Thursday, April 9, 2015

Magic Bus

Remember in Trading Places, in the climactic scene at the end, when Winthorpe (Dan Aykroyd) and Valentine (Eddie Murphy) pull off the one of the greatest screw-you vendettas of all time by cornering the market on Frozen Orange Juice, making themselves rich while simultaneously bankrupting those evil Duke brothers?

Sure you do.

Well my favorite part comes between the :46 mark and the 1:00 mark of this clip, when Valentine nervously prods Winthorpe to make his move, only Winthorpe calmly and assuredly waits, waits, waits...and then POUNCES.

I love that. He knew exactly when the time was to make his move, not a moment sooner. He knew he'd be fine showing patience and biding his time; he knew the whole plan was safe and in place while he hung back and waited. And then when he did make his move...everything changed. For good.

I love that. Mayhap I've already said that, huh?

Anyway. Think about that, about the nearly uncommon patience to hold back for just the right moment, when you listen to this amazing little piece of rock-n-roll perfection. Particularly right around the 2:25 mark.

There is already so much to love about this surprisingly understated song up to that point. As Dave Marsh once said (I paraphrase) Pete Townshend pretty much puts on a clinic in what the right person can do with an acoustic guitar. Roger Daltrey's voice is commanding throughout, showing even a strain of sweetness on some of the verses. But Keith Moon...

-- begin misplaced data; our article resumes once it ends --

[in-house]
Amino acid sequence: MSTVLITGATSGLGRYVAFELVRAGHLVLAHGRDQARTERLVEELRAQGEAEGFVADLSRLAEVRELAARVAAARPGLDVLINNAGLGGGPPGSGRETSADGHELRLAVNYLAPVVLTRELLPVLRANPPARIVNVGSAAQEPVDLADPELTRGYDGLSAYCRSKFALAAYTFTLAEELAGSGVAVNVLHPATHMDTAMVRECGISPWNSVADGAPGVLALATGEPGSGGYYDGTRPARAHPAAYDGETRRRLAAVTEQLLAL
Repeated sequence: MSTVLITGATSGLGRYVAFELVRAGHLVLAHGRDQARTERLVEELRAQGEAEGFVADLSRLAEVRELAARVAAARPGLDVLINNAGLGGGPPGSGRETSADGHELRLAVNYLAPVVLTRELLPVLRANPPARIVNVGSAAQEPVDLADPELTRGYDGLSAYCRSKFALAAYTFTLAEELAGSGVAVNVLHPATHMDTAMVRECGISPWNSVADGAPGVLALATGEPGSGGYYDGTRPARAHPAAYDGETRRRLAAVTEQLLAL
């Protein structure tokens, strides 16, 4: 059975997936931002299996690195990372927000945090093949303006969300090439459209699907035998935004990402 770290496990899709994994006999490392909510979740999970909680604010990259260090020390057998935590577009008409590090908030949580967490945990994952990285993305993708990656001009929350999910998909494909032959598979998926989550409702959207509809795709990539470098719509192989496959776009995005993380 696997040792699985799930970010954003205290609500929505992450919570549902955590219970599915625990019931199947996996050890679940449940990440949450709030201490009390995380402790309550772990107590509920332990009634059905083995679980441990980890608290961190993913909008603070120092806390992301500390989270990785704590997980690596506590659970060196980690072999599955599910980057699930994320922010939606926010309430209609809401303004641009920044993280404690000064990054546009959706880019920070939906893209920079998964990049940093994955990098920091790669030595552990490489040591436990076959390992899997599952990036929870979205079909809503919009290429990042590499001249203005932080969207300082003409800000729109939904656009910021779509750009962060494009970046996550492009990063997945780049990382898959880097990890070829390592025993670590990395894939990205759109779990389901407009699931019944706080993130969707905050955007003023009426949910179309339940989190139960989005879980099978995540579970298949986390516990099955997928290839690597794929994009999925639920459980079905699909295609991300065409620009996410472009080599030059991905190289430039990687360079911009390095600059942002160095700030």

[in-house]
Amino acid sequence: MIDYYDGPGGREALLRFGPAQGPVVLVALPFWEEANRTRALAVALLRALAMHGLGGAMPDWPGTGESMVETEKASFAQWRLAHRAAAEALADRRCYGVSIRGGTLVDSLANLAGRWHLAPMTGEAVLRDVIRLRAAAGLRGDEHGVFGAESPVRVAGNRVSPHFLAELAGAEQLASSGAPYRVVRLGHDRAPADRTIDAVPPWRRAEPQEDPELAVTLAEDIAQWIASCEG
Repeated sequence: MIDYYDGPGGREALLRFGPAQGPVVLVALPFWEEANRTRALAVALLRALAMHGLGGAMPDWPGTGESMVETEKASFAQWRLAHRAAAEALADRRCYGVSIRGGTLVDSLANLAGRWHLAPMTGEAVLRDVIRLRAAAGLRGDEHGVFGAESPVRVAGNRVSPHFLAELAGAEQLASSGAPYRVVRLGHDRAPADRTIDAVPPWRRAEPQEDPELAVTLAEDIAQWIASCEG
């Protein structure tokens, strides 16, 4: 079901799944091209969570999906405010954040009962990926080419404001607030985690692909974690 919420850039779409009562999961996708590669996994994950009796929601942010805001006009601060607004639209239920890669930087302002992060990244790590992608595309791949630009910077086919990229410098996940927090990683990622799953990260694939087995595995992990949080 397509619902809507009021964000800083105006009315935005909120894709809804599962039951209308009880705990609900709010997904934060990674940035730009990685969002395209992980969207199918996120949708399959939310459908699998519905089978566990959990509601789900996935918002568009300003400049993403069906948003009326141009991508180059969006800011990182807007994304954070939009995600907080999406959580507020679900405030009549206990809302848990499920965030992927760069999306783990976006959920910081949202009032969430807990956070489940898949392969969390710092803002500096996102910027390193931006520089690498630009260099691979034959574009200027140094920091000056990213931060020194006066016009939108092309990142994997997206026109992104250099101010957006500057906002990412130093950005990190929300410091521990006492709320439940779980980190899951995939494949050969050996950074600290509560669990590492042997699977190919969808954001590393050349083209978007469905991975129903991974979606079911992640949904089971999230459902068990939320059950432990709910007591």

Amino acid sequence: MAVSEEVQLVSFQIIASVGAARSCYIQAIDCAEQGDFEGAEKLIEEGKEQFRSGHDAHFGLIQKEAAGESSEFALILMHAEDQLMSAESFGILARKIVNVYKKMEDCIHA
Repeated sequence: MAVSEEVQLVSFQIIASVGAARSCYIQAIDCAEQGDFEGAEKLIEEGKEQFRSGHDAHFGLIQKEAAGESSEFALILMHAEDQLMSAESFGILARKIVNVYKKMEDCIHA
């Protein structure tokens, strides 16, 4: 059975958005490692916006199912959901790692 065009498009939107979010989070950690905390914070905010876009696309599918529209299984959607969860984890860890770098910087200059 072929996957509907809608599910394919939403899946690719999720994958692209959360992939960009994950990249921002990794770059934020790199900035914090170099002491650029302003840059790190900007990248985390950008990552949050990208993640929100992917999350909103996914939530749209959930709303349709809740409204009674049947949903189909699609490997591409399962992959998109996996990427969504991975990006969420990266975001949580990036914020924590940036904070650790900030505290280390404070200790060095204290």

...Keith Moon is only sorta there for the first two-thirds. I mean, he's definitely there. The woodblocks that set the jaunty pace for the song right from the beginning are all him, giving a slightly modified Bo Diddley foundation to it all. But what of the rest of it? The legendary fills? The crashing mayhem of constant cymbal abuse he brought to so many of their songs that became perhaps the defining characteristic of The Who's music? It's not really there. Moonie is hanging back, setting the pace but not really taking us on those majestic and terrifying Wonderland journeys he so often chose to do. Even when the music comes full flourish at the 2:05 mark, he's still missing out on a lot of the fun.

Only no, he's not. He's just playing possum. Biding his time. Fooling us all into thinking he's not here. Because at the 2:25 mark, GLORY BE does he make an entrance!

With no warning of an impending storm, Moon rolls in, literally, like the Tasmanian Devil we always knew he was. His playing is so violent, so chaotic, so jolting that it changes the entire marrow of the song. Which exists for its final minute on a plain it was not remotely near until Moonie picked up the sticks and gave his drums the what-for he knew they deserved. And it's perfect. "Magic Bus" is a great song for the first 2:24. It's an even greater song after that. Thanks for that, mate.

Just like the cool and confident Winthorpe, Moon knew the time was coming. But only he knew exactly when that time was. And what to do when it got here.

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